Intermountain Seismic Belt Historical Earthquake Project
September 2, 1992 – St. George, UT – M 5.8
In the early morning of Wednesday, September 2, 1992 (4:26 a.m. MDT), a magnitude 5.8 earthquake occurred near Washington, Utah.
Most of the destruction occurred near the town of Springdale, Utah, near the mouth of Zion National Park. Utah State Route 9 (SR-9) connecting Springdale and the south entrance of Zion Park was closed as a nearby hillside began to slide down over the road. One report estimated that the slide was moving at 3-4 feet per hour. At one point, the slide was measured at two-thirds of a mile long and one-fifth of a mile wide. The slide left a scarp as high as 50 feet in one location.
Three houses on the hillside were destroyed. Residents in one of the homes attempted to evacuate by car but were impeded by rocks and cracks in the road. They left their car and walked/slid down the hillside. Residents of the second house were helped down the hillside by rescue workers. The third house was unoccupied at the time of the earthquake.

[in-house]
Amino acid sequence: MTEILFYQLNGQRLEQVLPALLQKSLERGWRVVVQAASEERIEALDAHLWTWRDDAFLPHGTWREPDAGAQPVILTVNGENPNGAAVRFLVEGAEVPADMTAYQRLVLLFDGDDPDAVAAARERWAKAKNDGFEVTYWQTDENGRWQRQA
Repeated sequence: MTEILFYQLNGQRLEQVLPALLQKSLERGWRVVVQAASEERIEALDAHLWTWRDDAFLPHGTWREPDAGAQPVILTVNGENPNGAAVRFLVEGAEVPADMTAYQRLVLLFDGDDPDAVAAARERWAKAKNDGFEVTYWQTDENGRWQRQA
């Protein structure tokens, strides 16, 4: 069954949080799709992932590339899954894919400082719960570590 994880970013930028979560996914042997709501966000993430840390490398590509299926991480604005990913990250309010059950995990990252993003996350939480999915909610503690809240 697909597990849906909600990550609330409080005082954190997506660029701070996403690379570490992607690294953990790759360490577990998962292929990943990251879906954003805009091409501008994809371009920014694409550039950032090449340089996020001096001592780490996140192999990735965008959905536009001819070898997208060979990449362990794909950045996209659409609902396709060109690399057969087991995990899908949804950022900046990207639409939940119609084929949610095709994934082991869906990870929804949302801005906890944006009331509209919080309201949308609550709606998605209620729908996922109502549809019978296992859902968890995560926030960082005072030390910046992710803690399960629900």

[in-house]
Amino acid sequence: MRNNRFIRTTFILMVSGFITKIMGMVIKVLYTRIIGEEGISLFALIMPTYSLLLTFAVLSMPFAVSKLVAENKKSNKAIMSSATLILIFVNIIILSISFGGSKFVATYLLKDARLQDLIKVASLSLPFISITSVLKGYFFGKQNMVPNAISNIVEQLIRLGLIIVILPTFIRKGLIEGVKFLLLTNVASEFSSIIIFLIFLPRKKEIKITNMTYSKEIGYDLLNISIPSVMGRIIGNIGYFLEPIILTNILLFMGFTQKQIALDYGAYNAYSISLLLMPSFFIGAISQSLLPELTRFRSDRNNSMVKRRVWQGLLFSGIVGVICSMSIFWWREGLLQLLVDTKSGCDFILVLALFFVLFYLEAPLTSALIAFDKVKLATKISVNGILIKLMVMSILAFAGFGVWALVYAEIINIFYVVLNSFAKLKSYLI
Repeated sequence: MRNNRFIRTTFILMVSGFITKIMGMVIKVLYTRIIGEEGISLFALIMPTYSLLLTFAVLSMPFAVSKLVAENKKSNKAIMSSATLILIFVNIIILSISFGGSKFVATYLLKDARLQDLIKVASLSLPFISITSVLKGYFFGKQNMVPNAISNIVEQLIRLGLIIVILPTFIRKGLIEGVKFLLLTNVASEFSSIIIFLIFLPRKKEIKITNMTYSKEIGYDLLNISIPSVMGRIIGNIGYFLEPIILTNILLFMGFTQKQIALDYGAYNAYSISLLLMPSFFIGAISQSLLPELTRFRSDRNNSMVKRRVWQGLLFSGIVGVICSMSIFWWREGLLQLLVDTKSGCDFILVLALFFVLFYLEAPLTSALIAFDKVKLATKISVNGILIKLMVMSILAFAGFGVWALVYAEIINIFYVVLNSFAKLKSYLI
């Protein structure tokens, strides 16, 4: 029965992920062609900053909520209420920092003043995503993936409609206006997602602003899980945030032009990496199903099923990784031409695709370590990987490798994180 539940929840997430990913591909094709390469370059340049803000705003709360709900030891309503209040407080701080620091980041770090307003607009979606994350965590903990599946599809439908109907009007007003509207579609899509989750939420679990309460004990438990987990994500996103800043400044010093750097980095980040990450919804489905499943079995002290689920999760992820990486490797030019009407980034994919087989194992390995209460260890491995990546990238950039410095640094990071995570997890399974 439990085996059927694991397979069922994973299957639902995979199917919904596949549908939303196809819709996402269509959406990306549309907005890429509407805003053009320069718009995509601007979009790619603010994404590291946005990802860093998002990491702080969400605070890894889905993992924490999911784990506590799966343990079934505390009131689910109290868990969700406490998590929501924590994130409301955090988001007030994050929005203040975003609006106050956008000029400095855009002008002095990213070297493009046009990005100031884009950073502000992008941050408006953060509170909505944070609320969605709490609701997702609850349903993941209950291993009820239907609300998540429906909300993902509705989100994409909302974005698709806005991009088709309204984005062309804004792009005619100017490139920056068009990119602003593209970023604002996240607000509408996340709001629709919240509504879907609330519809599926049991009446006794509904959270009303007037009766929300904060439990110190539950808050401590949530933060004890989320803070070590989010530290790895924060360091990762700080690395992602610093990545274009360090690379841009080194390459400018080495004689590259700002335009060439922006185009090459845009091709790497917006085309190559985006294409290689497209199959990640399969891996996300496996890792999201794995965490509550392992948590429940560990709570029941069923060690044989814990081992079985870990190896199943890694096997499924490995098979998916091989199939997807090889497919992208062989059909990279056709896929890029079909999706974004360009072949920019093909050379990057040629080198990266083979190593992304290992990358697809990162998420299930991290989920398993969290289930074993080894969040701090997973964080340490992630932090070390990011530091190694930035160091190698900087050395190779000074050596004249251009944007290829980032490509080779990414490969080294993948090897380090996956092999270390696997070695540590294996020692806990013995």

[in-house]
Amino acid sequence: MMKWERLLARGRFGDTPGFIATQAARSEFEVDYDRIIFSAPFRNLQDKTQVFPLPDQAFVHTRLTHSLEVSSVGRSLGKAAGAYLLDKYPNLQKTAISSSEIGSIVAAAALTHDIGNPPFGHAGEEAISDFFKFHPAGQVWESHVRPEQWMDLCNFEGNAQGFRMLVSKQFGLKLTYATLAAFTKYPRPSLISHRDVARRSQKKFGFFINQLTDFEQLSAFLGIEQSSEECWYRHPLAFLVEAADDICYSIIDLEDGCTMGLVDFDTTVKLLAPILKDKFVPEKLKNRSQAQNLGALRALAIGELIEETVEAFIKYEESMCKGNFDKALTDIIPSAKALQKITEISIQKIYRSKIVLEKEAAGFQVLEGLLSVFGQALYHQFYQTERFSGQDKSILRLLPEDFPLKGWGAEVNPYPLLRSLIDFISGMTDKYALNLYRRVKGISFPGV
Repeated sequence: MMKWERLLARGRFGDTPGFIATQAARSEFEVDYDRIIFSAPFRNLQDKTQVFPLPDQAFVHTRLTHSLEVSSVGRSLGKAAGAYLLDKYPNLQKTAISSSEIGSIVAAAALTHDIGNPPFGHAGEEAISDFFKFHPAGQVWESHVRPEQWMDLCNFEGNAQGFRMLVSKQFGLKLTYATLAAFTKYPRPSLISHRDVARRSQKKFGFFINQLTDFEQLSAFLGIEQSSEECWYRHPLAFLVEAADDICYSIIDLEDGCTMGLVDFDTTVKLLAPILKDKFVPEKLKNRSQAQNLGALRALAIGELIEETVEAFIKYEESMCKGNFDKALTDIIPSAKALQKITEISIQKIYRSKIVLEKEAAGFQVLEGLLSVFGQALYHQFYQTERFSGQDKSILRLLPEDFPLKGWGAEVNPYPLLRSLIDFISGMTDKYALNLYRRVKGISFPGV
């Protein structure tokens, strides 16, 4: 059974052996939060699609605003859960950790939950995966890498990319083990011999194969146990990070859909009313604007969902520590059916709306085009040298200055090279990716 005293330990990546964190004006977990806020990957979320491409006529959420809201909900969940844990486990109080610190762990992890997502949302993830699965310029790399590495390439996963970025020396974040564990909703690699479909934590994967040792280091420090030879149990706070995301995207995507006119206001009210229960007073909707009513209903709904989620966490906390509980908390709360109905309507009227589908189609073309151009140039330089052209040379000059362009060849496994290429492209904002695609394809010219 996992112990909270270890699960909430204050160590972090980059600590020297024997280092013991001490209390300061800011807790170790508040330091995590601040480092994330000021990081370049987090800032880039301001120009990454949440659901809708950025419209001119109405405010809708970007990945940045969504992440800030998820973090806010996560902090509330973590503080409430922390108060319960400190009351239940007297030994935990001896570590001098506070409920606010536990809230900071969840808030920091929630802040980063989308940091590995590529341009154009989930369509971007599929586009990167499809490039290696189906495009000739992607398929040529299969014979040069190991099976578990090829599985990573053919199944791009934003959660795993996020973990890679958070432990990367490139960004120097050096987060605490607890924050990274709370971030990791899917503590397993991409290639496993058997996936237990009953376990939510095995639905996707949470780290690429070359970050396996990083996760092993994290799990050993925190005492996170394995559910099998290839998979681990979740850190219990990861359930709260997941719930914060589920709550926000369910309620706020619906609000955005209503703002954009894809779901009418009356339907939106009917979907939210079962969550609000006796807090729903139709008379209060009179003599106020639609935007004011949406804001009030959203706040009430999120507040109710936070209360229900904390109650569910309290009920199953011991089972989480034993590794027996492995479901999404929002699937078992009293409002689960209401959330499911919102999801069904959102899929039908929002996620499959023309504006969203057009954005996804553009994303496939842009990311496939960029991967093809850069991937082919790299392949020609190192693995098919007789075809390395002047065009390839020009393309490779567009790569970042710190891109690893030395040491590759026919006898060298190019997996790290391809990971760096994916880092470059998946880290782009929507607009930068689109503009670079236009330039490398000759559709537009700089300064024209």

The landslide also swept off telephone poles and lines. And a water line broke under the road, near the south entrance to Zion Park. Springdale and Zion Park were without power for about 24 hours. The Park re-opened the next day, but SR-9 remained closed.
The earthquake was reported felt as far west as Las Vegas, Nevada; as far south as Flagstaff, Arizona; as far to the east as Escalante-Boulder, Utah, and as far north as Richfield, Utah.
In the St. George, Utah area, loosened plaster and minor cracks in walls were reported.
In Hurricane, Utah, windows shook, bookcases were knocked over, and goods on store shelves were shaken to floor. The earthquake caused extensive structural damage to an historical house in the city.
In Toquerville, Utah, a building and at least two automobiles were damaged from a large boulder that rolled down a hillside.
There were several reports that loud blasts were heard just prior to the shaking. One Ivins, Utah resident thought that a gas line had exploded. There were also reports of dust clouds from nearby rockslides.
Some liquefaction occurred along the Virgin River as evidenced by small sand boils and ground cracks.
No deaths or serious injuries were reported in connection with this earthquake.
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